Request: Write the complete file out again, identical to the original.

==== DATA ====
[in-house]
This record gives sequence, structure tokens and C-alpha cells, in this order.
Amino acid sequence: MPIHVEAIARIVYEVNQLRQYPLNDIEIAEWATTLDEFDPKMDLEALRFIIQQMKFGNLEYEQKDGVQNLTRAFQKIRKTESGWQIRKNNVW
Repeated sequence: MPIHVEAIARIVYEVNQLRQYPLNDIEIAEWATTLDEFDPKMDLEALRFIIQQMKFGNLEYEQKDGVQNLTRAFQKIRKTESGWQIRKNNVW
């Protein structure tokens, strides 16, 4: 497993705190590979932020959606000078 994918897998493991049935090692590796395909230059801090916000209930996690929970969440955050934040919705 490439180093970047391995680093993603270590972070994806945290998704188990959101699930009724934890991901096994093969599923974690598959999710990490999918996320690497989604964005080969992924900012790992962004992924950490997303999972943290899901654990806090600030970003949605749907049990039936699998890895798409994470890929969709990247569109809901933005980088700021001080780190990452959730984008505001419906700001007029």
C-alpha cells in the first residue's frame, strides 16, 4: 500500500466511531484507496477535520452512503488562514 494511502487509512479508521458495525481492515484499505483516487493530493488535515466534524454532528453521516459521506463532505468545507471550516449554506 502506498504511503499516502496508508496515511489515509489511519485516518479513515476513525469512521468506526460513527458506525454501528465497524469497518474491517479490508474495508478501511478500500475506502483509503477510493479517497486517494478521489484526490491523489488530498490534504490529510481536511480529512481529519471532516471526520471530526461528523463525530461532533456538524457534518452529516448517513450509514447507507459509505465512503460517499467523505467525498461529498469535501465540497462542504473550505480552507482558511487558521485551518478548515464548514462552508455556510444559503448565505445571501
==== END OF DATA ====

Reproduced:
[in-house]
This record gives sequence, structure tokens and C-alpha cells, in this order.
Amino acid sequence: MPIHVEAIARIVYEVNQLRQYPLNDIEIAEWATTLDEFDPKMDLEALRFIIQQMKFGNLEYEQKDGVQNLTRAFQKIRKTESGWQIRKNNVW
Repeated sequence: MPIHVEAIARIVYEVNQLRQYPLNDIEIAEWATTLDEFDPKMDLEALRFIIQQMKFGNLEYEQKDGVQNLTRAFQKIRKTESGWQIRKNNVW
């Protein structure tokens, strides 16, 4: 497993705190590979932020959606000078 994918897998493991049935090692590796395909230059801090916000209930996690929970969440955050934040919705 490439180093970047391995680093993603270590972070994806945290998704188990959101699930009724934890991901096994093969599923974690598959999710990490999918996320690497989604964005080969992924900012790992962004992924950490997303999972943290899901654990806090600030970003949605749907049990039936699998890895798409994470890929969709990247569109809901933005980088700021001080780190990452959730984008505001419906700001007029």
C-alpha cells in the first residue's frame, strides 16, 4: 500500500466511531484507496477535520452512503488562514 494511502487509512479508521458495525481492515484499505483516487493530493488535515466534524454532528453521516459521506463532505468545507471550516449554506 502506498504511503499516502496508508496515511489515509489511519485516518479513515476513525469512521468506526460513527458506525454501528465497524469497518474491517479490508474495508478501511478500500475506502483509503477510493479517497486517494478521489484526490491523489488530498490534504490529510481536511480529512481529519471532516471526520471530526461528523463525530461532533456538524457534518452529516448517513450509514447507507459509505465512503460517499467523505467525498461529498469535501465540497462542504473550505480552507482558511487558521485551518478548515464548514462552508455556510444559503448565505445571501